Retirement - What employers need to know
July 26 2018Read more
Have you ever noticed how food can affect more than your bodyweight? Food choices impact our health, wellness, mood and energy levels. Here’s how food can improve your performance at work. The decisions we make about food, drink and snacks has huge knock-on effects to our immediate and long-term mood, energy levels and productivity. Making better food choices can even have a positive effect on absence rates at work. Do you experience the classic 3pm-energy slump? Are you constantly topping up your coffee cup at work? Can you get through the afternoon without biscuits? There’s a better way to feel energised, awake and motivated. Stay hydrated. Most of us don’t drink enough water (or any non-caffeinated, non-sugary drink). Make a conscious effort to drink more water. Have a 2l bottle on your desk and finish it before you go home. Or try a 1.5l bottle…but the challenge is to drink it all, then refill it and drink that, too. Being hydrated will improve brain function, make you more accurate and less prone to mistakes, help you feel alert and awake, and stop you from snacking on those foods you’re trying to avoid. Eat breakfast. No matter how rushed you are in the morning, make it your job to eat breakfast. If needs be, prepare something the night before and either eat it before leaving home or take it to work. Try Greek yoghurt with oats and nuts mixed in and left in the fridge overnight, or a couple of hardboiled eggs. Porridge can be made in the staff microwave in a few minutes. Bring your own food to work. Stay in control of your own food and you can’t waver off your healthy eating plan. Yes, it takes time, but it will save you money. Just a generation ago, everyone would have taken their food for the day with them. We’ve got out of the habit, and it’s costing us money and our health. Take your lunch and a couple of snacks (and that big bottle of water). Think about snacks. Often it’s not the meals we eat but the snacks we choose which derail our healthy eating efforts. Be aware of the little details of your dietary day: the biscuit yougrab whilst waiting for the kettle to boil, the muffin you add toyour order at the coffee shop, the handful of sweets you take from the bowl on reception. It all adds up. Stock your office drawer. What do you do when hunger strikes? If you don’t have access to healthy food, you’ll head to the shop, vending machine or biscuit tin. So, see off temptation by keeping your office or drawer stocked with healthy options which you know you’ll love. Try bags of raw and unsalted nuts, packets of beef jerky, small pots of oats which can be made into porridge or healthy energy bars (read the label to make sure they’re not chocolate bars in disguise!) for options with a long shelf life. Add fresh vegetables, fruit, tubs of berries, or Greek yoghurt for perishable options. Omega 3s for brain power. Omega 3 fatty acids are the healthiest fats we can eat. They’re found in oily, cold water fish like salmon, mackerel, sardines and trout. We can also get them from walnuts and flaxseeds. So try eating oily fish at least 3 times a week for lunch and watch your brain power soar in the afternoon.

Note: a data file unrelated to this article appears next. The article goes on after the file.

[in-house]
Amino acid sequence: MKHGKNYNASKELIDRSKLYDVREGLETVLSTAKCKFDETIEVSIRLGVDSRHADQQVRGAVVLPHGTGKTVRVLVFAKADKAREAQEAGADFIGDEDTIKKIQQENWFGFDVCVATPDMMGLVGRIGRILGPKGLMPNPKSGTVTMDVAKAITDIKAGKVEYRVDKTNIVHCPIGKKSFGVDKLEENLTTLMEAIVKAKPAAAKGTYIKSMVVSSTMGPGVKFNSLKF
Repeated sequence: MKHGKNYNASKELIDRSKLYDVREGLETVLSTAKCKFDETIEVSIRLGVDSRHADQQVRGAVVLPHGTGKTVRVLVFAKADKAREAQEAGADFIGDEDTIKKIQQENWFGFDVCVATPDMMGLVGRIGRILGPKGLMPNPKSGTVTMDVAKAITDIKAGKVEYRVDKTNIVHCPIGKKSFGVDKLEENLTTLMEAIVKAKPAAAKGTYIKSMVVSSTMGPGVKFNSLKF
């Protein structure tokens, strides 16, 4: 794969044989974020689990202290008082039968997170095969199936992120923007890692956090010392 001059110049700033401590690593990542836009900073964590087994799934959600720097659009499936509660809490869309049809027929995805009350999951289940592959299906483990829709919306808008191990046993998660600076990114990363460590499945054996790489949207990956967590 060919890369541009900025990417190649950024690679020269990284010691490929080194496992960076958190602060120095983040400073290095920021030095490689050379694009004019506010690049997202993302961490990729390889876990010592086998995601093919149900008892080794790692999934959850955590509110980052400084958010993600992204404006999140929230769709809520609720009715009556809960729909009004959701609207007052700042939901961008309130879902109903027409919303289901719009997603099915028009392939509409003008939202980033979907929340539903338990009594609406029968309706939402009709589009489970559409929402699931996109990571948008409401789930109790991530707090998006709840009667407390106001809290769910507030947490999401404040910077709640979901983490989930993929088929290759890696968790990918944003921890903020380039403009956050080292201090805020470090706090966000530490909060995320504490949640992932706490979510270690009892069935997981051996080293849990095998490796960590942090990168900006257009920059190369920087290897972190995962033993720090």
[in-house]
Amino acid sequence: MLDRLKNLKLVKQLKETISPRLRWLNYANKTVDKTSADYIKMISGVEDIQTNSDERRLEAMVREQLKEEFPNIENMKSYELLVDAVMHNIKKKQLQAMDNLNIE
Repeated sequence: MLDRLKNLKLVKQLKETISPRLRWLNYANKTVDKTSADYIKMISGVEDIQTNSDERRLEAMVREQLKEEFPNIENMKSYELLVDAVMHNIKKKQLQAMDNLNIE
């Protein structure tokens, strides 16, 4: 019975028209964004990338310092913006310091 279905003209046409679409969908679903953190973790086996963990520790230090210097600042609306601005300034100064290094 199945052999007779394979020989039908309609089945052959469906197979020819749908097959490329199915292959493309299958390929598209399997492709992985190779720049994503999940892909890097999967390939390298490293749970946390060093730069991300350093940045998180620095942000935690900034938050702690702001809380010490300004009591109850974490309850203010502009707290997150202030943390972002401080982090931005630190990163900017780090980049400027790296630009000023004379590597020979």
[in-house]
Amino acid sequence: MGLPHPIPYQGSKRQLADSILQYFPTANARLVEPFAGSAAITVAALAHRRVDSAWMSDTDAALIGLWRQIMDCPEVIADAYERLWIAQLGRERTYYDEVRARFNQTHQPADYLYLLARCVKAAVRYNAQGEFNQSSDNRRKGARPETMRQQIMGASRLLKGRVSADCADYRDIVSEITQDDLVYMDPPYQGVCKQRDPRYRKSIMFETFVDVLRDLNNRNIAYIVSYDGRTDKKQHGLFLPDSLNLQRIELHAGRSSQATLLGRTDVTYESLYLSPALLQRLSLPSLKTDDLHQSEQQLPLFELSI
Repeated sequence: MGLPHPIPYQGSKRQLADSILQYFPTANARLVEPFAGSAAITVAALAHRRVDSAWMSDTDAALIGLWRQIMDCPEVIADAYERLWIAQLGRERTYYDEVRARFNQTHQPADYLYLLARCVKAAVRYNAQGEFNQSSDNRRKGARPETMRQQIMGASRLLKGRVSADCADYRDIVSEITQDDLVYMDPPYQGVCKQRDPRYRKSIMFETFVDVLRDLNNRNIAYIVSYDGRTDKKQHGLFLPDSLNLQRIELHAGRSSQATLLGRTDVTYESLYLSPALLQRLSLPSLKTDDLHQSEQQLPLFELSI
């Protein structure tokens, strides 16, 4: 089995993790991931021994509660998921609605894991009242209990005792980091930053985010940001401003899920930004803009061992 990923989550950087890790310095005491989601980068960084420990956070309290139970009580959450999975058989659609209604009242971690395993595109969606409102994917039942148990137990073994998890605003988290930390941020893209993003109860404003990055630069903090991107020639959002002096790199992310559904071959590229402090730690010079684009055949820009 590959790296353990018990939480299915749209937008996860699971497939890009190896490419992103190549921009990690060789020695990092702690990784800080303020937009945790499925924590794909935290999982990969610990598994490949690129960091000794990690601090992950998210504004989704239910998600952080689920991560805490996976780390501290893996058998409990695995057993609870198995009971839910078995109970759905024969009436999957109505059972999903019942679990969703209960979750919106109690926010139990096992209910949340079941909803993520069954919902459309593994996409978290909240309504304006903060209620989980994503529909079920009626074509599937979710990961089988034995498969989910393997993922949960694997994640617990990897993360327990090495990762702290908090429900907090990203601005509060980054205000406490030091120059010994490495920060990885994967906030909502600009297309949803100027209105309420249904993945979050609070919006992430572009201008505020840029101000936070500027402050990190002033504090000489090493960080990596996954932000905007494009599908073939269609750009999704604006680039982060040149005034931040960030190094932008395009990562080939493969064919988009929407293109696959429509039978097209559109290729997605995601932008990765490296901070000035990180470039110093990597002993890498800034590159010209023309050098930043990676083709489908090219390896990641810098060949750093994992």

21st August is “Senior Citizens Day”. It’s day of recognition which started in the USA, but we think it’s something to celebrate over here, too. It was actually Ronald Reagan who set 21st August as Senior Citizens Day: in his 1988 Presidential Proclamation, he said: continue to accomplish, we owe older citizens our thanks and a heartfelt salute. We can best demonstrate our gratitude and esteem by making sure that our communities are good places in which to mature and grow older.” What could you do to improve your workplace, community orlocal area for any older people you know? People are working longer and living longer, meaning there are increasing numbers of older people in the workplace and also in their retirement years. The workplace is a good place to start recognising Senior Citizens Day. What is your organisation’s policy about hiring and training older people? Does this extend to part time and contract roles as well as full time positions? What training do you have in place for older employees to bring IT, technology and online skills up to speed? August 21st this year is a Thursday - not traditionally a particularly sociable day of the week. Maybe you could arrange to pop in and spend a little time with any older people you know who live alone or who are physically impaired in some way. According to Age UK, 1 million older people in the UK haven’t spoken to anybody in a month. Elderly people often find themselves alone after long marriages, and loneliness is a real factor for many older people. Do you know your neighbours? Are any of them older people? When was the last time you popped round to see how they are, to ask if you could help with any errands or chores around the house and garden? Or perhaps the idea of supporting older people interests you beyond just one day. Could this be the year that you apply to volunteer with Age UK? The charity needs volunteers, fundraisers and supporters in all sorts of roles, from corporate partners, to fundraisers, to volunteers out in the community.
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